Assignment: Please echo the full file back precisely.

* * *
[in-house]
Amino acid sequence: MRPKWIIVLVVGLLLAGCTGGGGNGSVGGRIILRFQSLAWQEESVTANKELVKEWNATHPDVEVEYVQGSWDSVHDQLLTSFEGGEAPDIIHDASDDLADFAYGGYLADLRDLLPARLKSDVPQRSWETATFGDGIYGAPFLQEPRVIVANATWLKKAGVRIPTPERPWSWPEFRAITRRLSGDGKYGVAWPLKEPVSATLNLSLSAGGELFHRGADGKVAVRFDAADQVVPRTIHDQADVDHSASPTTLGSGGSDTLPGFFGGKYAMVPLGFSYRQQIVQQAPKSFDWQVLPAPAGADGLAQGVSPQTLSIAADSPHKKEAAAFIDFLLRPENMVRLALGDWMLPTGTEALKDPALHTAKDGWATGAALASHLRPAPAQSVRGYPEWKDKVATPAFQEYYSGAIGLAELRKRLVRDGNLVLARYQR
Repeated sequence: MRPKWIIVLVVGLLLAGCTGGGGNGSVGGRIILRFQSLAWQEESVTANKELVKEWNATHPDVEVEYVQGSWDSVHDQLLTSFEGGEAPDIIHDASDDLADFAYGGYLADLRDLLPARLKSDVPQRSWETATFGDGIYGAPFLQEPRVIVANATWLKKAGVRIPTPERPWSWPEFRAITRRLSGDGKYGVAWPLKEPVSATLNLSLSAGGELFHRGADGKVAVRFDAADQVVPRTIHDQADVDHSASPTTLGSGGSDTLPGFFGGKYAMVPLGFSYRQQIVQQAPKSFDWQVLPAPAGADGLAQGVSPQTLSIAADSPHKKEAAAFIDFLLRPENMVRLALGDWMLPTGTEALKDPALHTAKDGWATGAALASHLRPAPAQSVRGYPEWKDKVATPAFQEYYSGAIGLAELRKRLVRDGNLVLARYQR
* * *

[in-house]
Amino acid sequence: MRPKWIIVLVVGLLLAGCTGGGGNGSVGGRIILRFQSLAWQEESVTANKELVKEWNATHPDVEVEYVQGSWDSVHDQLLTSFEGGEAPDIIHDASDDLADFAYGGYLADLRDLLPARLKSDVPQRSWETATFGDGIYGAPFLQEPRVIVANATWLKKAGVRIPTPERPWSWPEFRAITRRLSGDGKYGVAWPLKEPVSATLNLSLSAGGELFHRGADGKVAVRFDAADQVVPRTIHDQADVDHSASPTTLGSGGSDTLPGFFGGKYAMVPLGFSYRQQIVQQAPKSFDWQVLPAPAGADGLAQGVSPQTLSIAADSPHKKEAAAFIDFLLRPENMVRLALGDWMLPTGTEALKDPALHTAKDGWATGAALASHLRPAPAQSVRGYPEWKDKVATPAFQEYYSGAIGLAELRKRLVRDGNLVLARYQR
Repeated sequence: MRPKWIIVLVVGLLLAGCTGGGGNGSVGGRIILRFQSLAWQEESVTANKELVKEWNATHPDVEVEYVQGSWDSVHDQLLTSFEGGEAPDIIHDASDDLADFAYGGYLADLRDLLPARLKSDVPQRSWETATFGDGIYGAPFLQEPRVIVANATWLKKAGVRIPTPERPWSWPEFRAITRRLSGDGKYGVAWPLKEPVSATLNLSLSAGGELFHRGADGKVAVRFDAADQVVPRTIHDQADVDHSASPTTLGSGGSDTLPGFFGGKYAMVPLGFSYRQQIVQQAPKSFDWQVLPAPAGADGLAQGVSPQTLSIAADSPHKKEAAAFIDFLLRPENMVRLALGDWMLPTGTEALKDPALHTAKDGWATGAALASHLRPAPAQSVRGYPEWKDKVATPAFQEYYSGAIGLAELRKRLVRDGNLVLARYQR